I prefer a simpler definition.

    Gout Virgins have never had a gout attack. Their uric acid level is considered normal in the 2.4 – 8.2 mg/dL range.

    Gouties have uric acid crystals in their joints and tissues that will trigger more gout attacks at much lower levels. Hence the Warning and Danger levels.

  3. You can now use a uric acid calculator to convert between mg/dL and mmol/L

  4. I wonder how do you test your acid uric level? Do  I have to go to the lab ? Can we do at home ? Thank you.

    • As I wrote in uric acid level tests at home, you can get a home test kit. However, gout is always controlled best when it is treated by a partnership of you and your doctor, therefore I always advise that you draw up a good testing plan with your doctor. Test at least once per year if you have ever had a gout attack – more frequently if uric acid levels are unstable through treatment changes, diet changes, or other reasons.

      If you cannot get a good plan with your doctor, home test kits are good. however, you have to be meticulous in your personal test procedures to ensure proper blood droplet size. If you do not have the personality type to apply disciplined procedures, then you are better finding a local lab testing service that will test your blood for you.

  5. I have checked uric acid level today for the first time in my life, it was 7.3, does that mean I have gouts?

    I have Achilles tendinitis since a while, is that because of gouts?

  6. sorry it was 7.6 not 7.3

  7. I think my uric acid reading was 8.9. Very high, I know. I was having an intense pain in my foot which triggered the test. I am not overweight and do not eat a high purine diet, but do take a diuretic. I do eat well and probably overdue sugar and burgers. My chiropractor said it definitely wasn’t gout, but she saw me after the most intense pain had passed. I had three doctors look at it and none of them were convinced it was gout because it didn’t show itself in the common ways. My pain would only occur while walking. The skin was not red. Pressing on certain spots on my foot would cause pain, especially the big bone on the very top of my foot.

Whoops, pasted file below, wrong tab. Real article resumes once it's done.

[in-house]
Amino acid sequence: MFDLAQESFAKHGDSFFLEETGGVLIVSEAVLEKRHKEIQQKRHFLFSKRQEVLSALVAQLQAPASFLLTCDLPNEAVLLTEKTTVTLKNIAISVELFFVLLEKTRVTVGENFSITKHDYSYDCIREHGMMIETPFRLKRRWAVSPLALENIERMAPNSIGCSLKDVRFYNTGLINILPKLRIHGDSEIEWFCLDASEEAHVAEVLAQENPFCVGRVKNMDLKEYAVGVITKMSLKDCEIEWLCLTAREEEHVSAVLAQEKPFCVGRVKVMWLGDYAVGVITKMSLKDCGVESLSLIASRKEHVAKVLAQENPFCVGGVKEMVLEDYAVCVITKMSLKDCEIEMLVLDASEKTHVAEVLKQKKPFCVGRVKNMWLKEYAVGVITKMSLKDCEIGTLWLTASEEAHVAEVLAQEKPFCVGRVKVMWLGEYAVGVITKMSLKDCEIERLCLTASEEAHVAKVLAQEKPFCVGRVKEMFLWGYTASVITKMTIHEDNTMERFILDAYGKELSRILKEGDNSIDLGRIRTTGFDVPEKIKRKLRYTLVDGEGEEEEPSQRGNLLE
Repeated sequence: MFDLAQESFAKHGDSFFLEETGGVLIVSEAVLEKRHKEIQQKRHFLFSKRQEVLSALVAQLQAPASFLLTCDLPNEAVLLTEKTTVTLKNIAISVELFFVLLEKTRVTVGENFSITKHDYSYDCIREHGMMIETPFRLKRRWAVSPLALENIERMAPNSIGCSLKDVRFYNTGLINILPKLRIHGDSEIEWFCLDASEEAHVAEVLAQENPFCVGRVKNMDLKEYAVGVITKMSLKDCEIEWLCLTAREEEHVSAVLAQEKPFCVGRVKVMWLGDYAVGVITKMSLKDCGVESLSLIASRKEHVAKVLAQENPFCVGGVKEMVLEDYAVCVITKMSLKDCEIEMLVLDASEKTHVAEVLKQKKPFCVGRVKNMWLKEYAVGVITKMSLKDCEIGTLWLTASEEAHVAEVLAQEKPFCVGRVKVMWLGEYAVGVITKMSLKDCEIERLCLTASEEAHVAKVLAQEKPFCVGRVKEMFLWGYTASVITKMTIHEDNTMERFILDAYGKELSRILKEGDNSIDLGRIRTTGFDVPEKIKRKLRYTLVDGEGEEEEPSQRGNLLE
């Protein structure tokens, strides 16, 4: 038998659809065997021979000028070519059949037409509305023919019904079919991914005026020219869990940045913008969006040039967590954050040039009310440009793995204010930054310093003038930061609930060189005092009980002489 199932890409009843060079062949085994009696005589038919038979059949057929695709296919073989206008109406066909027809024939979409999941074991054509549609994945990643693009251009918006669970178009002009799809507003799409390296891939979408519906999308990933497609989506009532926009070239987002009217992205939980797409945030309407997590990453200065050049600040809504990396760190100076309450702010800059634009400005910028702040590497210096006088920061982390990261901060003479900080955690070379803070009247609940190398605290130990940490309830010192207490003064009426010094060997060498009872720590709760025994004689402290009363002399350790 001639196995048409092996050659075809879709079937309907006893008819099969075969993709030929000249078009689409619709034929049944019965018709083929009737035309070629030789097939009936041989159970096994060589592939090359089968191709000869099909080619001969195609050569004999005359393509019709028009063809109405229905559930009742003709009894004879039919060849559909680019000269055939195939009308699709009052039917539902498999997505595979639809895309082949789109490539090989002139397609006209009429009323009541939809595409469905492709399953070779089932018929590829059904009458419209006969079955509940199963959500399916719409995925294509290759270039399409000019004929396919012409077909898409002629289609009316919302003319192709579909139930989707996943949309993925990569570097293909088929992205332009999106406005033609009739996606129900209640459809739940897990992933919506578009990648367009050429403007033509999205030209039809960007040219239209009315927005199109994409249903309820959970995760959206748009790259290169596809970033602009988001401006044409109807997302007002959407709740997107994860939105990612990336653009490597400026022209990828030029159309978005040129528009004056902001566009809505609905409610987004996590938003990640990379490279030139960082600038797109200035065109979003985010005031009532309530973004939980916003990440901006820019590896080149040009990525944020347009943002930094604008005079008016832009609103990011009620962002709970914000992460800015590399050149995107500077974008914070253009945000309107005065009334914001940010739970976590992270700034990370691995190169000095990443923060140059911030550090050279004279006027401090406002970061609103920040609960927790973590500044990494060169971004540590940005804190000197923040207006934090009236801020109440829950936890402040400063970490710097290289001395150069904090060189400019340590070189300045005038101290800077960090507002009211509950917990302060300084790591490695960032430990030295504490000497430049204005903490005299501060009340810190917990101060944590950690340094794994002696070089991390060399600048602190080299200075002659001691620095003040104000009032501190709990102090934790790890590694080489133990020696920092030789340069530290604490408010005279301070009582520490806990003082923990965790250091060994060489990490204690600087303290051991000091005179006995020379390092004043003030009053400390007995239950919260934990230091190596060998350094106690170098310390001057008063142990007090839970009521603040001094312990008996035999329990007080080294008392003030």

I did have xrays and there was no evidence of any kind of joint disease or abnormality.

    I guess my question is does this sound like a gout attack or is it from ill fitting shoes?

    Any info? Thanks.

    • Diuretics are the second biggest cause of gout after genetics. If diuretics are for blood pressure, there are many alternatives that do not have the well known uric acid increasing of some. If your doctor fixes this, chances are that the uric acid levels will drop to 5 without any further intervention. If not, allopurinol will do it. A rheumatologist is the best doctor for gout that is difficult to diagnose or difficult to treat, but a heap of commonsense also goes a long way.

      For more specifics, please let me know exactly what diuretics you are taking:- exact name, exact dose, how long for. Any other meds? Any other gout history in the family. It would be better if you start a new discussion on this in the gout symptoms forum.

  8. Forget the G P’s and see a rheumatologist who is knowledgeable re gout/uric acid and do not delay!